Women’s business: Inside SNV’s efforts to improve menstrual hygiene in Lao PDR


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In many developing countries, a lack of knowledge around Menstrual Hygiene Management means women suffer not only health problems, but regular isolation from family, school and their communities. SNV's work in Menstrual Hygiene Management aims to help women better understand and manage their menstrual health, overcoming socio-cultural taboos, improving women's health and ensuring women and girls don't miss out on educational and productive opportunities as a result of menstruation.

SNV student researcher Liyen Chin recently undertook research into Women’s Menstrual Hygiene in Savannakhet. She talks about her research, her travels and why she wants to return to the field.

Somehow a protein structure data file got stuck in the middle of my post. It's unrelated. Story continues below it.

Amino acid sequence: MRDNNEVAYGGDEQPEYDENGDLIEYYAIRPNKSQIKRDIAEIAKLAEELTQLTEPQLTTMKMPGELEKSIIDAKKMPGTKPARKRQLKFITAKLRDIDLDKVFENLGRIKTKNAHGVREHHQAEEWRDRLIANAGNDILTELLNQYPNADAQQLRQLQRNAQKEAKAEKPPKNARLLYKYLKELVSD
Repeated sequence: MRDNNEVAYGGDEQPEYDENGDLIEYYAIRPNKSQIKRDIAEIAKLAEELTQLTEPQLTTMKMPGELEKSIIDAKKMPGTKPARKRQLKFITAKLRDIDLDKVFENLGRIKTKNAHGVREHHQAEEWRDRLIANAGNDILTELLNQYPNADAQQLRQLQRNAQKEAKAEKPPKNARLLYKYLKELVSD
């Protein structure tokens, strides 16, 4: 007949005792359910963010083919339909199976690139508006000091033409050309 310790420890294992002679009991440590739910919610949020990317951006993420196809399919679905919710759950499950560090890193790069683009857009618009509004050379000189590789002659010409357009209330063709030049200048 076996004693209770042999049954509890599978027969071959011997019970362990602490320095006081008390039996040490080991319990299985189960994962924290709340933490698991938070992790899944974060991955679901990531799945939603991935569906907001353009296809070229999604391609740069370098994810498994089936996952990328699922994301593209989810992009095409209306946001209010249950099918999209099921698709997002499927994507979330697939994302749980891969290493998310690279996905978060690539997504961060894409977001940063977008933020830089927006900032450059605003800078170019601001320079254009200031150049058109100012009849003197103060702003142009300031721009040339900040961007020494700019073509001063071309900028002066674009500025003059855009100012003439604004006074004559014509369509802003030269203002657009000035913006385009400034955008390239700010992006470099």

Liyen, you came back from a field trip in Southern Laos not long ago, what were your impressions?  Was it anything like you expected it when you boarded the plane back in Gothenburg?
It is tough being out there. I can’t speak any Lao, so most of the time I had to rely on an interpreter. That is a quite a challenge. You can’t express yourself and you don’t understand what people say to you. 
Beforehand, just knew I would probably go to places where people don’t have access to toilets or clean water. I tried to keep an open mind, but that also meant that it was a shock coming here. I thought that by coming from Asia originally and having done some trips to this region before, I would be prepared. But, culturally, Laos is still very different. Having had some previous field experience, I expected it to work the same; that I could just walk around and interview one household after another. I was wrong.

Why did you choose to work with WASH and gender?